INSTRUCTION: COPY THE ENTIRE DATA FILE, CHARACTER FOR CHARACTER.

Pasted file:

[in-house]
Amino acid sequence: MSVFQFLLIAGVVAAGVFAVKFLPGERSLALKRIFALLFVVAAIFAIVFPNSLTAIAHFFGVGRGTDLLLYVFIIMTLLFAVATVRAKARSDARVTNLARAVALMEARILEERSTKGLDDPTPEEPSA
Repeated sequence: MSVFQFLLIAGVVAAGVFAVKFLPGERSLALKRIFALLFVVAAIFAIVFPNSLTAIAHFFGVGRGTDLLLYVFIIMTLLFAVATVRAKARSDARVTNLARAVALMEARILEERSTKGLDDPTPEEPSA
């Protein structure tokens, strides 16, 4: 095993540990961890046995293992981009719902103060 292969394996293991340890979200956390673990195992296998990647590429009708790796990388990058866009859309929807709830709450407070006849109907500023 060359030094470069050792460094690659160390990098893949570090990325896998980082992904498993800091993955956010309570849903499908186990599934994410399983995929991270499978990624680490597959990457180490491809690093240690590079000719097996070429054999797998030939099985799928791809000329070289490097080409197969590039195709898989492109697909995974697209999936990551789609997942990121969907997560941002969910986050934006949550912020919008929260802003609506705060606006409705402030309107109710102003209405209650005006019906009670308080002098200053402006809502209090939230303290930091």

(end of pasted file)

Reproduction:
[in-house]
Amino acid sequence: MSVFQFLLIAGVVAAGVFAVKFLPGERSLALKRIFALLFVVAAIFAIVFPNSLTAIAHFFGVGRGTDLLLYVFIIMTLLFAVATVRAKARSDARVTNLARAVALMEARILEERSTKGLDDPTPEEPSA
Repeated sequence: MSVFQFLLIAGVVAAGVFAVKFLPGERSLALKRIFALLFVVAAIFAIVFPNSLTAIAHFFGVGRGTDLLLYVFIIMTLLFAVATVRAKARSDARVTNLARAVALMEARILEERSTKGLDDPTPEEPSA
């Protein structure tokens, strides 16, 4: 095993540990961890046995293992981009719902103060 292969394996293991340890979200956390673990195992296998990647590429009708790796990388990058866009859309929807709830709450407070006849109907500023 060359030094470069050792460094690659160390990098893949570090990325896998980082992904498993800091993955956010309570849903499908186990599934994410399983995929991270499978990624680490597959990457180490491809690093240690590079000719097996070429054999797998030939099985799928791809000329070289490097080409197969590039195709898989492109697909995974697209999936990551789609997942990121969907997560941002969910986050934006949550912020919008929260802003609506705060606006409705402030309107109710102003209405209650005006019906009670308080002098200053402006809502209090939230303290930091």